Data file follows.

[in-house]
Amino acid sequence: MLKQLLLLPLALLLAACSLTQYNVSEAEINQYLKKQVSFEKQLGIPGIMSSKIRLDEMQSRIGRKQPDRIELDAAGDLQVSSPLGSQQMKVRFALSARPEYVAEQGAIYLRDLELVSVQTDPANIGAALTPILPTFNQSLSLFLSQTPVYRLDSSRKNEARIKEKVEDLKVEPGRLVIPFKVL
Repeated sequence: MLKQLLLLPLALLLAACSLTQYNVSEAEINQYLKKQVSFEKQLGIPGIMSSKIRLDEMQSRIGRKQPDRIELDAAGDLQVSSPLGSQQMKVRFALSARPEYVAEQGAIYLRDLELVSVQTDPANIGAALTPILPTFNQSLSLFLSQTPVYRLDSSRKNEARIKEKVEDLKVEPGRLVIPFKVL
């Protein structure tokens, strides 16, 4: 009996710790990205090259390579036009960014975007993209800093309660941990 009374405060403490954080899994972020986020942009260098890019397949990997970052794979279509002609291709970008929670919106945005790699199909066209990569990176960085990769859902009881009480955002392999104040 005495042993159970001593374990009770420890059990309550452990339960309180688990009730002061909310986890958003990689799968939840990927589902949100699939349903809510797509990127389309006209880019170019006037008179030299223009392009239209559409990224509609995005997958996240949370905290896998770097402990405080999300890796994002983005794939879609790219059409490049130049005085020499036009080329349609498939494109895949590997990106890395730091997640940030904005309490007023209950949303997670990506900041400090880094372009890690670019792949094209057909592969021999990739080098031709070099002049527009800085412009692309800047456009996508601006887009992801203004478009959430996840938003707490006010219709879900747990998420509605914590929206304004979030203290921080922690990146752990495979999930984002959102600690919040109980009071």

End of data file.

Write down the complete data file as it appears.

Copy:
[in-house]
Amino acid sequence: MLKQLLLLPLALLLAACSLTQYNVSEAEINQYLKKQVSFEKQLGIPGIMSSKIRLDEMQSRIGRKQPDRIELDAAGDLQVSSPLGSQQMKVRFALSARPEYVAEQGAIYLRDLELVSVQTDPANIGAALTPILPTFNQSLSLFLSQTPVYRLDSSRKNEARIKEKVEDLKVEPGRLVIPFKVL
Repeated sequence: MLKQLLLLPLALLLAACSLTQYNVSEAEINQYLKKQVSFEKQLGIPGIMSSKIRLDEMQSRIGRKQPDRIELDAAGDLQVSSPLGSQQMKVRFALSARPEYVAEQGAIYLRDLELVSVQTDPANIGAALTPILPTFNQSLSLFLSQTPVYRLDSSRKNEARIKEKVEDLKVEPGRLVIPFKVL
């Protein structure tokens, strides 16, 4: 009996710790990205090259390579036009960014975007993209800093309660941990 009374405060403490954080899994972020986020942009260098890019397949990997970052794979279509002609291709970008929670919106945005790699199909066209990569990176960085990769859902009881009480955002392999104040 005495042993159970001593374990009770420890059990309550452990339960309180688990009730002061909310986890958003990689799968939840990927589902949100699939349903809510797509990127389309006209880019170019006037008179030299223009392009239209559409990224509609995005997958996240949370905290896998770097402990405080999300890796994002983005794939879609790219059409490049130049005085020499036009080329349609498939494109895949590997990106890395730091997640940030904005309490007023209950949303997670990506900041400090880094372009890690670019792949094209057909592969021999990739080098031709070099002049527009800085412009692309800047456009996508601006887009992801203004478009959430996840938003707490006010219709879900747990998420509605914590929206304004979030203290921080922690990146752990495979999930984002959102600690919040109980009071």